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Diagnostic Accuracy, Effectiveness and Cost for Cognitive Impairment and Dementia Screening of Three Short Cognitive Tests Applicable to Illiterates

Diagnostic Accuracy, Effectiveness and Cost for Cognitive Impairment and Dementia Screening of Three Short Cognitive Tests Applicable to Illiterates

  • Cristóbal Carnero-Pardo, 
  • Beatriz Espejo-Martínez, 
  • Samuel López-Alcalde, 
  • María Espinosa-García, 
  • Carmen Sáez-Zea, 
  • Elisa Hernández-Torres, 
  • José Luis Navarro-Espigares, 
  • Rosa Vílchez-Carrillo
PLOS
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Abstract

Background

Illiteracy, a universal problem, limits the utilization of the most widely used short cognitive tests. Our objective was to assess and compare the effectiveness and cost for cognitive impairment (CI) and dementia (DEM) screening of three short cognitive tests applicable to illiterates.

Methods

Phase III diagnostic test evaluation study was performed during one year in four Primary Care centers, prospectively including individuals with suspicion of CI or DEM. All underwent the Eurotest, Memory Alteration Test (M@T), and Phototest, applied in a balanced manner. Clinical, functional, and cognitive studies were independently performed in a blinded fashion in a Cognitive Behavioral Neurology Unit, and the gold standard diagnosis was established by consensus of expert neurologists on the basis of these results. Effectiveness of tests was assessed as the proportion of correct diagnoses (diagnostic accuracy [DA]) and the kappa index of concordance (k) with respect to gold standard diagnoses. Costs were based on public prices at the time and hospital accounts.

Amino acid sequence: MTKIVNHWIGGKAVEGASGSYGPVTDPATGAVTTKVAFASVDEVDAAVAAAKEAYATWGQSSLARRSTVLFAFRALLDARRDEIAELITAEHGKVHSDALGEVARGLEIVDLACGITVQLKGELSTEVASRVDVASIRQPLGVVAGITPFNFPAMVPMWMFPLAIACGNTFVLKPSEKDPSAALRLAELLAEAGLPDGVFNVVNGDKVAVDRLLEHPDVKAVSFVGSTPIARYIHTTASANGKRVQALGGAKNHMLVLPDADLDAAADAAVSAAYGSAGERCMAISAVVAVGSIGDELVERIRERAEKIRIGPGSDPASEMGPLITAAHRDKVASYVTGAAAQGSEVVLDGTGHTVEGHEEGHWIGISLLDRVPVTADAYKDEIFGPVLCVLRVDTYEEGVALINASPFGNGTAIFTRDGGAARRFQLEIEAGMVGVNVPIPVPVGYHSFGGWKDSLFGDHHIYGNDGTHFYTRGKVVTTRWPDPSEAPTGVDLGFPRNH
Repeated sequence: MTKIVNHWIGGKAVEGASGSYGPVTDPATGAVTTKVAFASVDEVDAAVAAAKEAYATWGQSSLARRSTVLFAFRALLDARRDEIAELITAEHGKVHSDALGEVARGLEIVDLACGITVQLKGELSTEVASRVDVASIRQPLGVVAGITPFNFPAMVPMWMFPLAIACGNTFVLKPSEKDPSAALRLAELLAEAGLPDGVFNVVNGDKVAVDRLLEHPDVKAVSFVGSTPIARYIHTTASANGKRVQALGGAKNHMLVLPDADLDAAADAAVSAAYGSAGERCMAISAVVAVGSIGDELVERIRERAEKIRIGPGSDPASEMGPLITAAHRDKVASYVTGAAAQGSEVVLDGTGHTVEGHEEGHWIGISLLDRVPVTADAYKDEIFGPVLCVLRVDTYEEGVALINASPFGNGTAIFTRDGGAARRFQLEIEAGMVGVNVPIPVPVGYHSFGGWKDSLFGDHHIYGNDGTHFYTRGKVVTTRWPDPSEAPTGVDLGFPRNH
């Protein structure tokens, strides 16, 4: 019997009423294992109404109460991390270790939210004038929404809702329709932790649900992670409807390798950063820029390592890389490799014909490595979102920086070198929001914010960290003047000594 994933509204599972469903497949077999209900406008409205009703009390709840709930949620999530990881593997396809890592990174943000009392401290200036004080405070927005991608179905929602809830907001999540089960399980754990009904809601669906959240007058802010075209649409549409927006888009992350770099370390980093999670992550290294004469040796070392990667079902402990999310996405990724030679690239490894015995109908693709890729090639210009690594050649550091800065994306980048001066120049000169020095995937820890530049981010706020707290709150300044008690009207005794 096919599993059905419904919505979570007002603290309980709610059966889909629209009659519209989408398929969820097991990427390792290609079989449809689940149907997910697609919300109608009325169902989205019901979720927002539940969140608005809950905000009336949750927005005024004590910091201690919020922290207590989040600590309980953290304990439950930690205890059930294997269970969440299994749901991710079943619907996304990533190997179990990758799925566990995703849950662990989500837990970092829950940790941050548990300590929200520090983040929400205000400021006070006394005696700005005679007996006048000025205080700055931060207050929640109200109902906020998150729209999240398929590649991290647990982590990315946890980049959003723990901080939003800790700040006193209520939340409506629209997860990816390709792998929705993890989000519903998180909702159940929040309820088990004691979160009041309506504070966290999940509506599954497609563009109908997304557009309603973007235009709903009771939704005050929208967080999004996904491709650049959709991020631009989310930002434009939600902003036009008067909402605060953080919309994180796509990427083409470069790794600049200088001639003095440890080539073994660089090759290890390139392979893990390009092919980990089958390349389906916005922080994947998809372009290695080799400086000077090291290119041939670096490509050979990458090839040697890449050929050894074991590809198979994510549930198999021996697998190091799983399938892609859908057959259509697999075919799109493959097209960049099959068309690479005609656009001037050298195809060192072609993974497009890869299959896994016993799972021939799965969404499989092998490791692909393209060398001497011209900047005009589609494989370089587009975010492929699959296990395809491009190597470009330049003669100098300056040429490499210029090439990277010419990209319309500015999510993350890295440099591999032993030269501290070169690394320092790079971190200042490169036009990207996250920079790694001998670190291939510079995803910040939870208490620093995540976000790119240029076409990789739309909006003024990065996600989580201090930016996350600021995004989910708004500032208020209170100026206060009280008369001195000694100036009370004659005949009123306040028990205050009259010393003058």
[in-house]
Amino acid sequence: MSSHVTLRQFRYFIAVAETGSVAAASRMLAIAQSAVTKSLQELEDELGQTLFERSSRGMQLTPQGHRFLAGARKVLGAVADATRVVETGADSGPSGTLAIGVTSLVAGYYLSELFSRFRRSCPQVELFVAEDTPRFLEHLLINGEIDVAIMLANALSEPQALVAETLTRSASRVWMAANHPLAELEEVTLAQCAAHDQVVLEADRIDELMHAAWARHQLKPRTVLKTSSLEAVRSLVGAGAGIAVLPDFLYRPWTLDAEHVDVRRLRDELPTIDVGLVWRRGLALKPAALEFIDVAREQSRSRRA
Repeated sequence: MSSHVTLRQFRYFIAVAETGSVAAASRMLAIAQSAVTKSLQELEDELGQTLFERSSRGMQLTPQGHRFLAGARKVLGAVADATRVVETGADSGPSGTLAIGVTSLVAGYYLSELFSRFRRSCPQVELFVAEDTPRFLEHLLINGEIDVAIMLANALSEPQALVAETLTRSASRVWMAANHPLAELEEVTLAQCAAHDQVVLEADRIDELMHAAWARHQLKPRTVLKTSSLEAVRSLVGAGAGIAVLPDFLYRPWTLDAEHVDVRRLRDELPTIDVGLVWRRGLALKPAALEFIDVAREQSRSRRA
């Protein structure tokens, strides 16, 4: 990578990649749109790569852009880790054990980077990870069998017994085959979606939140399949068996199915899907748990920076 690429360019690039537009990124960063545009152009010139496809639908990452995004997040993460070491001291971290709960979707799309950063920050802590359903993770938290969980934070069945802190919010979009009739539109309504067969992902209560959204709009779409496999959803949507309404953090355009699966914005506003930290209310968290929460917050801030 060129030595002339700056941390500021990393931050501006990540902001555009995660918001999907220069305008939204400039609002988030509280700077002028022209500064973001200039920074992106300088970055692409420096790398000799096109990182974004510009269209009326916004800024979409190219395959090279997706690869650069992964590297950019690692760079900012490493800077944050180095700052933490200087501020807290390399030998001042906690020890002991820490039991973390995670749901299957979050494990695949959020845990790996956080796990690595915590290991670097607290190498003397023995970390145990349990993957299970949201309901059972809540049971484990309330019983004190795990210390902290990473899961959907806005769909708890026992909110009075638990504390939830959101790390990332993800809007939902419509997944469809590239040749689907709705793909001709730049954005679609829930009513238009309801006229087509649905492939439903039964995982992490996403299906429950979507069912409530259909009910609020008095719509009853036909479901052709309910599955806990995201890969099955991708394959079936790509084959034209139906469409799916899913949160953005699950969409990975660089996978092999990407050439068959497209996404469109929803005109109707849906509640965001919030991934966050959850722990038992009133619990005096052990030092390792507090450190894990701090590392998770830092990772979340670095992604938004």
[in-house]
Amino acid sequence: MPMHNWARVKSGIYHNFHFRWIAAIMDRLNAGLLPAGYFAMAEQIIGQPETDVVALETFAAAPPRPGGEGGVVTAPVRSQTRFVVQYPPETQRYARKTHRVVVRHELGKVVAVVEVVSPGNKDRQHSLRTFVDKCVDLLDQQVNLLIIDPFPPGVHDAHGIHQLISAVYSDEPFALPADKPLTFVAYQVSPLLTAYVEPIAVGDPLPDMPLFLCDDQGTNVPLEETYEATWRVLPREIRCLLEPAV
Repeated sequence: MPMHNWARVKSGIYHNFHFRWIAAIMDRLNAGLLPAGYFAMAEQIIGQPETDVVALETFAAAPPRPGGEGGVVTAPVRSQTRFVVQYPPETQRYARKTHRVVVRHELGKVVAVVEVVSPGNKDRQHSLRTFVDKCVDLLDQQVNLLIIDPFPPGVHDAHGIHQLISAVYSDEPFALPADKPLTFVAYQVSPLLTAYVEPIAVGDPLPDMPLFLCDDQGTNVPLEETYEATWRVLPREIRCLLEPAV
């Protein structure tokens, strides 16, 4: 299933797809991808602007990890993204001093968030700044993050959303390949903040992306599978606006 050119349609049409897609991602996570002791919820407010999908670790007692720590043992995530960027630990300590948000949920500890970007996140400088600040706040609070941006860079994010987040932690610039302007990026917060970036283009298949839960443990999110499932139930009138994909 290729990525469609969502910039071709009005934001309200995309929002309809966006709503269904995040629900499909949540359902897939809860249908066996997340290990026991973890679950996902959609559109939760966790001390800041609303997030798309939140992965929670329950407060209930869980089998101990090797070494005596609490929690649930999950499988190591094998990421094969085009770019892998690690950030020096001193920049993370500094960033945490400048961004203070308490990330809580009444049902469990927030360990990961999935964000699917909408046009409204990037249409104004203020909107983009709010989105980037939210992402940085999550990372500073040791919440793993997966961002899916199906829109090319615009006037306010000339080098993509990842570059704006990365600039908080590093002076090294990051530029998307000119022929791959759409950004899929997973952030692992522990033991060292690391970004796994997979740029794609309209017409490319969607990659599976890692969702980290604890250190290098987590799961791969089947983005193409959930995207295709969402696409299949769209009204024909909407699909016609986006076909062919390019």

Results

The study included 139 individuals: 47 with DEM, 36 with CI, and 56 without CI. No significant differences in effectiveness were found among the tests. For DEM screening: Eurotest (k = 0.71 [0.59–0.83], DA = 0.87 [0.80–0.92]), M@T (k = 0.72 [0.60–0.84], DA = 0.87 [0.80–0.92]), Phototest (k = 0.70 [0.57–0.82], DA = 0.86 [0.79–0.91]). For CI screening: Eurotest (k = 0.67 [0.55–0.79]; DA = 0.83 [0.76–0.89]), M@T (k = 0.52 [0.37–0.67]; DA = 0.80 [0.72–0.86]), Phototest (k = 0.59 [0.46–0.72]; DA = 0.79 [0.71–0.86]). There were no differences in the cost of DEM screening, but the cost of CI screening was significantly higher with M@T (330.7±177.1€, mean±sd) than with Eurotest (294.1±195.0€) or Phototest (296.0±196.5€). Application time was shorter with Phototest (2.8±0.8 min) than with Eurotest (7.1±1.8 min) or M@T (6.8±2.2 min).

Conclusions

Eurotest, M@T, and Phototest are equally effective. Eurotest and Phototest are both less expensive options but Phototest is the most efficient, requiring the shortest application time.

Introduction

Short cognitive tests (SCTs) are routinely applied by healthcare professionals in different settings. SCTs are usually associated with screening for cognitive impairment (CI) and dementia (DEM) and are also used to assess the response to treatment and to follow up this type of patient. Their results sometimes serve as criteria for access to studies, treatments, and disability benefits, among others.